Sadok of Cornwall

Sadoc of Cornwall

Malory first mentions this Cornish knight as going with Sirs Tristram and Dinas to the tournament at Castle Dangerous.

Sadok was a knight who, reluctantly, served King Mark of Cornwall. When Mark murdered Prince Boudwin, he assigned Sadok to assassinate Mark’s sister-in-law and nephew who had escaped. Sadok caught up with Anglides and her infant son, Alisander le Orphelin, within ten miles, but let her go on condition she raise her son to avenge his father’s death. Sadok returned to Mark and told him he had faithfully drowned Boudwin’s son.

Years later, hearing that Alisander had just been knighted, Mark realized that Sadok had betrayed his orders. Mark and some of his knights tried to kill Sadok at once, in the castle. Sadok fought and killed four knights in Mark’s presence, then escaped, Tristram, Dinas, Fergus, and the other true-hearted knights about the place being in sympathy with him. Mark sent yet another “false knight” after Sadok, and Sadok slew this one, too. Then Mark sent messages to Morgan and the Queen of Norgales, enlisting their aid against Alisander – and perhaps also against Sadok.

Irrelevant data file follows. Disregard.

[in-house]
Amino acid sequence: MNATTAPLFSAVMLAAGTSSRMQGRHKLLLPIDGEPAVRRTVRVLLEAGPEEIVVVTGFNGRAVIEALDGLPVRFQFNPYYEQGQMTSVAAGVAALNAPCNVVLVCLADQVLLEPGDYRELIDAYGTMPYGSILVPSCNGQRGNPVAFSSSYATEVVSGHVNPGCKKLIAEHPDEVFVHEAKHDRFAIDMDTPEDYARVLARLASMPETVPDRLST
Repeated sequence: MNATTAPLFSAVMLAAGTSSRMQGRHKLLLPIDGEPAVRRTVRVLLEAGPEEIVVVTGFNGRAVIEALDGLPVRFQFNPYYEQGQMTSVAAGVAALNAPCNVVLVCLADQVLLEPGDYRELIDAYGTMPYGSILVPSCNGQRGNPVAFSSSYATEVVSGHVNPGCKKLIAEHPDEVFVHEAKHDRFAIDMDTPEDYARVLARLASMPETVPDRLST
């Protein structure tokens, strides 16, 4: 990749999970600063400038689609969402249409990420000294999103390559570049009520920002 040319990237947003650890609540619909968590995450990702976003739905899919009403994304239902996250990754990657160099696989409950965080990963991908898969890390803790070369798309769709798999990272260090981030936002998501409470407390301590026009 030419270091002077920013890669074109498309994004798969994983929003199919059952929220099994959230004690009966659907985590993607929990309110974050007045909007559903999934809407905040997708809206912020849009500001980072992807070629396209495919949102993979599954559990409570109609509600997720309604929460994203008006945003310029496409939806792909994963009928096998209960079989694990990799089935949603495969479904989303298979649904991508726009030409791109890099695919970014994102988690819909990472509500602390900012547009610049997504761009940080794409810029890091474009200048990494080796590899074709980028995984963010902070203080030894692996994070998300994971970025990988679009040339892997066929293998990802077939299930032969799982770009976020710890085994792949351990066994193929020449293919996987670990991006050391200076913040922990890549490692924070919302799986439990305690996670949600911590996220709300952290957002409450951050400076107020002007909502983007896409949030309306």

Sadok must have either remained at large in Cornwall or secretly returned to the vicinity, for when Mark put Tristram in prison, La Beale Isoud (Isolde of Cornwall) appealed to Sadok. Sadok and two of his cousins ambushed Mark’s party near Tintagil. Sadok lost one of his cousins but slew Mark’s four nephews and at least one “traitor of Magouns [Castle],” then rode on the castles of Lyonesse and Arbray, where he joined Sir Dinas and they roused the country to rebellion.

Meanwhile, Percivale effected Tristram’s release, and Mark tricked Dinas into disbanding the rebellion by pretending to be about to go on Crusade at the Pope’s command. Mark put Tristram back in prison, Isoud appealed to Dinas and Sadok again, and this time Sadok presumably helped Dinas put Mark into prison long enough for Isoud to deliver and escape with Tristram. It is possible that Sadok and Dinas joined Tristram and Isoud at Joyous Garde.

Malory next mentions Sir Sadok and his cousin Sir Edward at the Lonazep tournament, where he calls them cousins of Sir Gawaine. (It is possible this is a different Sadok, but it is probably the same, for Gawaine’s mother Margawse was of Cornish birth.)

Sadok eventually came to Arthur’s court and became a Knight of the Round Table, but he later joined Lancelot’s defection from Arthur’s court and helped Lancelot rescue Guenevere from the stake. In return for his support, Lancelot made him the Earl of Surlat.

See also
Sadoc of Orkney | The Legend of King Arthur

Prose Tristan | 1230-1240
Les Prophecies de Merlin | Richart d’Irlande, 1272-1279
Le Morte Darthur | Sir Thomas Malory, 1469-1470